GAP is helping Dublin City Council with the regeneration of the Dominick Street flats.

Dublin City Council is the biggest residential landlord in Ireland, with over 10,000 flats. However, many of its buildings are over 50 years old, and in need of repairs and retrofits: A council housing report from April 2023 says that 2,039 homes across the city are scheduled for regeneration.

In the past, it was common practice to demolish old social housing and replace it with new buildings. But a recent study pointed out that if Dublin is to meet its climate targets, it is much better to upgrade and retrofit than to demolish existing buildings.

Global Action Plan has now been invited to join an Expert Advisory Group that will develop guidelines on how the city should manage such climate-resilient retrofit projects.
Map of Dublin City Council social housing complexes
Climate targets and social housing

Under the Paris Agreement, Ireland is to cut greenhouse gas emissions in half by 2030 and achieve net zero emissions by 2050. And one of the best places to start is the construction sector.

Emissions from the construction sector amount to some 37% of all CO2 emissions: about the same as the often demonised agricultural sector in Ireland. With the country requiring at least 40,000 housing units a year, it is clear that reducing CO2 emissions without radical changes in the construction sector is going to be extremely difficult.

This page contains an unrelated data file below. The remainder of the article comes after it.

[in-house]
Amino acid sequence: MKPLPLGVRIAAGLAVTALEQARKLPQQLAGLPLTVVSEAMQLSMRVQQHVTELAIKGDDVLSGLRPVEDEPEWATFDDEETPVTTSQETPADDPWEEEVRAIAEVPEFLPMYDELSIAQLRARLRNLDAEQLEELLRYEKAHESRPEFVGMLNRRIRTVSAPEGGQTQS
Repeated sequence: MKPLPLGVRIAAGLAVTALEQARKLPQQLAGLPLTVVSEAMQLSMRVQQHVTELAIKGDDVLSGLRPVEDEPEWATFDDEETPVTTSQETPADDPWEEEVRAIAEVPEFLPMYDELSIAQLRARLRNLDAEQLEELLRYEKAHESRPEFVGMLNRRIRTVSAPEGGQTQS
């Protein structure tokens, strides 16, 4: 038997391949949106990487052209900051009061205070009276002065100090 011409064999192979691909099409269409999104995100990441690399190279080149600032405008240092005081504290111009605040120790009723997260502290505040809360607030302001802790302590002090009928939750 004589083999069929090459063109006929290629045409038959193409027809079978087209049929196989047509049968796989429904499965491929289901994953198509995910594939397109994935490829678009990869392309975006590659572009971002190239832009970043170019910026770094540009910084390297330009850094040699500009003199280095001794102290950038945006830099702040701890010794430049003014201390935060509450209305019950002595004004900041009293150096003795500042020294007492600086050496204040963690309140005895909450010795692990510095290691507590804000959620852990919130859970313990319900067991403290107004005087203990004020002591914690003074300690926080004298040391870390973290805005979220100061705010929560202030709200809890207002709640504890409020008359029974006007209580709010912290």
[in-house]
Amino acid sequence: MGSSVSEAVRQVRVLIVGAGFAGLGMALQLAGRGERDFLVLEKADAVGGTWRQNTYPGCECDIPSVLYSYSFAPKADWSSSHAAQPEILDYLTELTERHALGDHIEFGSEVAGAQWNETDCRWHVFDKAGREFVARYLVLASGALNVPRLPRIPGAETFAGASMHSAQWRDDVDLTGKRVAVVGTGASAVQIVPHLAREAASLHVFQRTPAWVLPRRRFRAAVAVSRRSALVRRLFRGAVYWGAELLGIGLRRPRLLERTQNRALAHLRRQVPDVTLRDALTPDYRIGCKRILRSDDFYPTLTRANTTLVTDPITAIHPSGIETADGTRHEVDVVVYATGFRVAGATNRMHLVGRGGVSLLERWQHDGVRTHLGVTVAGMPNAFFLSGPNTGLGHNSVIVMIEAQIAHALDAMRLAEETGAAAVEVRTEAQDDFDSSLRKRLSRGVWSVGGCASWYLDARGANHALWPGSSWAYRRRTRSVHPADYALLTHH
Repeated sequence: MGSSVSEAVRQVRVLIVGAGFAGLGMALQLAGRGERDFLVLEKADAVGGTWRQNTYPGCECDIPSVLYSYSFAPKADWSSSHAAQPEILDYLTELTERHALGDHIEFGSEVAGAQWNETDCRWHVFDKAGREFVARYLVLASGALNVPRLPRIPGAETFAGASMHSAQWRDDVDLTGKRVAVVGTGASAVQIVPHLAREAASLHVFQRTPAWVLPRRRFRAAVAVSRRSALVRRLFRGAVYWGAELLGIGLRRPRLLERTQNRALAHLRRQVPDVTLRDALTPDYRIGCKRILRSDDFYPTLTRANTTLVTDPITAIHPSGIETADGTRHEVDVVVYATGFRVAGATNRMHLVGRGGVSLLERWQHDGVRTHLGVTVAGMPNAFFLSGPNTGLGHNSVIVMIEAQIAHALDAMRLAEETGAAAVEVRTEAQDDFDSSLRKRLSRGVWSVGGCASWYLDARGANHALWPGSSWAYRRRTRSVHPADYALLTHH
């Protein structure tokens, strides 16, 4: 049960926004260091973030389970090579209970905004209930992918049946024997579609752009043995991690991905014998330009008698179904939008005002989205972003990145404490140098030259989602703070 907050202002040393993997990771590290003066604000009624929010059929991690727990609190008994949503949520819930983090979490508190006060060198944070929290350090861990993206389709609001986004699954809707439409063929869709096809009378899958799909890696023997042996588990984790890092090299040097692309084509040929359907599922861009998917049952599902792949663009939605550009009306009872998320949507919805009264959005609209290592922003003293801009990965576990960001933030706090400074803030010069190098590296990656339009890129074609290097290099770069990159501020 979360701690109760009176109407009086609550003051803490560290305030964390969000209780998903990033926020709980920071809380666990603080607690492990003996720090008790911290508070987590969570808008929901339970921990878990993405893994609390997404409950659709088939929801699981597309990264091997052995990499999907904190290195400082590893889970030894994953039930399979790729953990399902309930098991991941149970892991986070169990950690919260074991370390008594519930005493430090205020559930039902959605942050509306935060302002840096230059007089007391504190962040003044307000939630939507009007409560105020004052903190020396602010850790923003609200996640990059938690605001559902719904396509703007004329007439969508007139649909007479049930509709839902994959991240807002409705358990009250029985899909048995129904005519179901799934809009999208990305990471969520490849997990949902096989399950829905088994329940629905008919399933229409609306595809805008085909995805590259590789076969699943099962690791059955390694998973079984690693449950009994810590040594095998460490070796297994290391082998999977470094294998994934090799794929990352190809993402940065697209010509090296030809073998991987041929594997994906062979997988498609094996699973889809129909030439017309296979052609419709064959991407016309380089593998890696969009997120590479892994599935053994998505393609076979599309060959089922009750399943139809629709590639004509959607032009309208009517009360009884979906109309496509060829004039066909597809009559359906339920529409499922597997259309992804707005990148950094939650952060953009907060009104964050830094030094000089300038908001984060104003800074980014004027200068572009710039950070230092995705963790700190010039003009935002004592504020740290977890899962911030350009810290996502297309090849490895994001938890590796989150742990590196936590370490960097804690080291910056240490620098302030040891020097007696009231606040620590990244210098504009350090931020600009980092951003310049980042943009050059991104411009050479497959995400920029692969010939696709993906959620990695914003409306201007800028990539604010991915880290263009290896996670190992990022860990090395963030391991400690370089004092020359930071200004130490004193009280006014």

That is why Dublin City Council has now decided to try a new approach, based on retrofitting existing buildings, and using its experience as a climate action educational and promotional tool.

Tram travelling down Dominick Street in Dublin

GAP’s experience with the Social Regeneration project in Ballymun, and our experience in working with grassroots organisations and community groups all over Ireland, prompted Dublin City Council to ask us to join the Advisory Group for the first test case of this new approach, the regeneration of the Dominick Street South flats

In the coming months, we will continue to update you on progress on this project, and also on our other community work.

We are excited to be able to play a role in a total rethink of Dublin’s approach to the upkeep of its social housing stock. And the experience we gather in this project will also contribute to our other new flagship programme: our new climate action project in Ballymun, which is funded by the Creative Ireland programme.

In our new Ballymun climate action project, we will be trialling innovative approaches to community consultation, which hopefully can become a template for many other large scale community programmes all over Ireland.

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Axis Ballymun,
Main Street, Ballymun,
Dublin 9,
D09 Y9W0,

Registered number: 346806. Charity Number: CHY 15448. Charity Regulatory Number: CRA 20053338.

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